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Episode 804: Your Cell Phone's A Snitch

Ryan McGinnis
Getty Images

In the winter of 2010, there was a robbery in Detroit. Two men rush into a Radio Shack on Jefferson Avenue carrying a handgun, and demand smartphones, enough smartphones to fill laundry bags. Then they flee. A few days later, they do it again at a T-Mobile store. And a few months after that, another robbery. They are criminals that need to be stopped.

Police try to gather every bit of evidence they can use to catch the robbers and make the case stick.

By the time Timothy Carpenter is facing robbery charges, the FBI already has a trove of data on him. Enough data to piece together an intimate portrait of his life. They could tell where he went and when, which Sundays he skipped out on church, and which nights he decided to sleep somewhere other than his own house.

They could also tell he was near a Radio Shack in Detroit just about the time it was held up by two armed men.

Authorities had this information because they had Carpenter's cell phone number. Police asked Carpenter's cell phone carrier to turn over 200 spreadsheets detailing where his phone was at the beginning and end of every call for four months straight. They didn't even need a warrant. That's how it works. Each major cell phone carrier gets tens of thousands of requests like this one from law enforcement every year.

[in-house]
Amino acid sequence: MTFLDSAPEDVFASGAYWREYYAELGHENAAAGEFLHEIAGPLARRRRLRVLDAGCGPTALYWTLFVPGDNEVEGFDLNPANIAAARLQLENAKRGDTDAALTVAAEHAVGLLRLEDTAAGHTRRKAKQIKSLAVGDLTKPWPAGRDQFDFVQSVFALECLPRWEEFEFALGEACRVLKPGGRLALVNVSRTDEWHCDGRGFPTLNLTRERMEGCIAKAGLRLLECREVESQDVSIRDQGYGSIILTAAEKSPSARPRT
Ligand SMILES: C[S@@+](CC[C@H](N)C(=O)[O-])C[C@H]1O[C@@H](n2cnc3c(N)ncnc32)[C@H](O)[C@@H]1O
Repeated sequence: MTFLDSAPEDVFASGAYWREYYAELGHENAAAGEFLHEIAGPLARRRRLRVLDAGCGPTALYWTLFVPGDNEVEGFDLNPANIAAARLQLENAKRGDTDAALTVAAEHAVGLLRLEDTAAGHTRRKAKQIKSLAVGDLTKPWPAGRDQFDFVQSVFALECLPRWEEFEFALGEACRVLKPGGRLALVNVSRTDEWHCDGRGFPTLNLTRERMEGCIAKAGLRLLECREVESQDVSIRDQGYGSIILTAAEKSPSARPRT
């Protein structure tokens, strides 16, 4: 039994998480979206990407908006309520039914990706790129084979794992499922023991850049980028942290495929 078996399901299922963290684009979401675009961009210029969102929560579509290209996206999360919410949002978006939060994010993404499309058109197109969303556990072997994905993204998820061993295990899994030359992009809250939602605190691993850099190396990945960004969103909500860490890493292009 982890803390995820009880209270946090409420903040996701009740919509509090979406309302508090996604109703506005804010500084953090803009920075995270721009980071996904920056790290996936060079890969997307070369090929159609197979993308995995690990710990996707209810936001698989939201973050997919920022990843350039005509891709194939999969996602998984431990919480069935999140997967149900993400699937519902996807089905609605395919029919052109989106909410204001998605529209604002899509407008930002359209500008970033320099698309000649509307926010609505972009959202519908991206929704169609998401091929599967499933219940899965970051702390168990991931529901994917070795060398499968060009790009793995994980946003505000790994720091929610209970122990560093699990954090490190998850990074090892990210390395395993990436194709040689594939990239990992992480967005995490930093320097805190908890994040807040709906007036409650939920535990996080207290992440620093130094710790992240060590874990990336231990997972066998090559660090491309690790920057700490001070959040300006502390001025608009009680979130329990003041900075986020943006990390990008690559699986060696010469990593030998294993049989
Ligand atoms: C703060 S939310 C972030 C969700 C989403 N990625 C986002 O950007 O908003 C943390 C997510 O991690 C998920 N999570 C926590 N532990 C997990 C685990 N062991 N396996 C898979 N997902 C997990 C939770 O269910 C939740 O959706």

For Tim Carpenter, this information helped land him in prison for 116 years.

But should police be able to get that level of intimate data so easily? That's the question before The Supreme Court right now.

Today on the show, the story of Tim Carpenter, his cell phone, and the court battle it sparked.

The government says this kind of data helps fight crime and stop criminals like Carpenter. They say it's like old fashioned police work — tailing someone or staking out a suspect's home — adapted for the digital age. Carpenter's attorneys argue that this is a whole new level of surveillance, seizing this data without a warrant is a violation of the 4th amendment, which protects against illegal searches and seizures. They say this has huge stakes: Everyone is walking around with a spy in their pocket, gathering data on the intimate details of our lives. The police shouldn't be able to get that data so easily.

The case could reach well beyond cell phone location records — and affect what kind of privacy we can expect for all the footprints we leave behind in the digital age.

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Ailsa Chang is an award-winning journalist who hosts All Things Considered along with Ari Shapiro, Audie Cornish, and Mary Louise Kelly. She landed in public radio after practicing law for a few years.